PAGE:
The Travelling Fire in France


One of our research team students will be travelling to Paris France to study travelling Fires Methodology with CERIB.

Very excited to announce that our grant was recently approved. Our Project titled A Framework for Travelling Fires in Structural Design for Canada is a multi-national collaboration with CERIB in Paris France, and Imperial College in London, United Kingdom. The project involves student Rheanna Johnson visiting and interning in France the next 2 to 3 months to collaborate with Mohammed Heidari at CERIB’s head quarters. Rheanna is supported with a Mitacs Globalink Scholarship. She is joining Chloe Jeanneret abroad who last month departed for Imperial College, as part of the NSERC summer research grant. Chloe is collaborating with Dr. Guillermo Rein and his Haze lab team. The students are both studying the design fire methodology called travelling fires. Travelling Fires Methodology has been utilized in nearly 40 iconic structures across the world, and is being implemented within a Canadian case study this fall.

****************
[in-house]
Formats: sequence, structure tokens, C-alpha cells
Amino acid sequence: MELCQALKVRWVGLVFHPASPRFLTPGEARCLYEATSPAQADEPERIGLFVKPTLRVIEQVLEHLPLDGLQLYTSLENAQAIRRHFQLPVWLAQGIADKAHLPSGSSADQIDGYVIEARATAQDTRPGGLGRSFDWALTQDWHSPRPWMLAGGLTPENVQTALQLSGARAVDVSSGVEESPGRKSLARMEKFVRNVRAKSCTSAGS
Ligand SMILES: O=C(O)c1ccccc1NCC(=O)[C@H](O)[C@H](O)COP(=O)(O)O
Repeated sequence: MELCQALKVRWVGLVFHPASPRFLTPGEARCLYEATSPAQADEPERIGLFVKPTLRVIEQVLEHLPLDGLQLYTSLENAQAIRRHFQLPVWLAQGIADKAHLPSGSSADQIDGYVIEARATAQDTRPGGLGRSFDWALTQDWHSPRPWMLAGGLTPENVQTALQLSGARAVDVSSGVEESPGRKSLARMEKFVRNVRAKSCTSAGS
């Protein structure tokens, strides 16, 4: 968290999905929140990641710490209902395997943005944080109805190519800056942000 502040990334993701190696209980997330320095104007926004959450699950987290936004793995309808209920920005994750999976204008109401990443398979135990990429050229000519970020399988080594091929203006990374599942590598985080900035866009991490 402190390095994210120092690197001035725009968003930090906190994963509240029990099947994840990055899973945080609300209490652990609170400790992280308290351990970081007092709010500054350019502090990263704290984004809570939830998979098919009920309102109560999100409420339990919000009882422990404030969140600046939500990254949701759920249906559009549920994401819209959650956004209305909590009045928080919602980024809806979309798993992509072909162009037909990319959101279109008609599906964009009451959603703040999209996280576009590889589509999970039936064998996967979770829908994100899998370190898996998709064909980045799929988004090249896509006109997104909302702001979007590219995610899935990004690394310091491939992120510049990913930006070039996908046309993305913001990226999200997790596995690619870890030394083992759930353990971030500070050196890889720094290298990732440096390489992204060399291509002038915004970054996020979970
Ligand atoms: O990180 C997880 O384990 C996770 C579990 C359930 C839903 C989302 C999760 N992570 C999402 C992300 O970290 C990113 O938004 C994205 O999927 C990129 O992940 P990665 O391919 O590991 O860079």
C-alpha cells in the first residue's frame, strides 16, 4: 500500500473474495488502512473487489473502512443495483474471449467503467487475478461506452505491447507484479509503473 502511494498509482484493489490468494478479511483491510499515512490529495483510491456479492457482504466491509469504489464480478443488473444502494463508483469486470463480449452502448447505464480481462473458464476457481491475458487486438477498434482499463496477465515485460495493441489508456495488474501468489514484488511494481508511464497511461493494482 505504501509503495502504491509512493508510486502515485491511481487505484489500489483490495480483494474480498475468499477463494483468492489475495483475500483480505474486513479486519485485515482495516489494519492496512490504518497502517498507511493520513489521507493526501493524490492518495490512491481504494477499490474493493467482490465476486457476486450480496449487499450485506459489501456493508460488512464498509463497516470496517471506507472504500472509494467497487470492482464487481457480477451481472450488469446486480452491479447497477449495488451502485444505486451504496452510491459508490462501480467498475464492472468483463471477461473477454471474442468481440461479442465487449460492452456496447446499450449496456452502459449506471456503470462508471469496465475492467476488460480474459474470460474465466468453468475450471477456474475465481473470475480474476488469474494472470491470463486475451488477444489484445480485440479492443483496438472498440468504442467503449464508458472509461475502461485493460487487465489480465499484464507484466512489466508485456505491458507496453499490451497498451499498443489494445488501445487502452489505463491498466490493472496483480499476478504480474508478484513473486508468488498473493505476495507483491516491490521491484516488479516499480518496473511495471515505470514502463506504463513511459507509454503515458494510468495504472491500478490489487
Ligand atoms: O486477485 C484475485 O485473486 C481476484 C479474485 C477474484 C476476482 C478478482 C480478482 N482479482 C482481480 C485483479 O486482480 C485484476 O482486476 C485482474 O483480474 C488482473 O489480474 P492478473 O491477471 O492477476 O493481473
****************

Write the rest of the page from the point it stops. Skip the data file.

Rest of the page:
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Heritage Timber, Tree Rings, and Fire

Post and beam

Slow burning timber construction methods  circ. 1890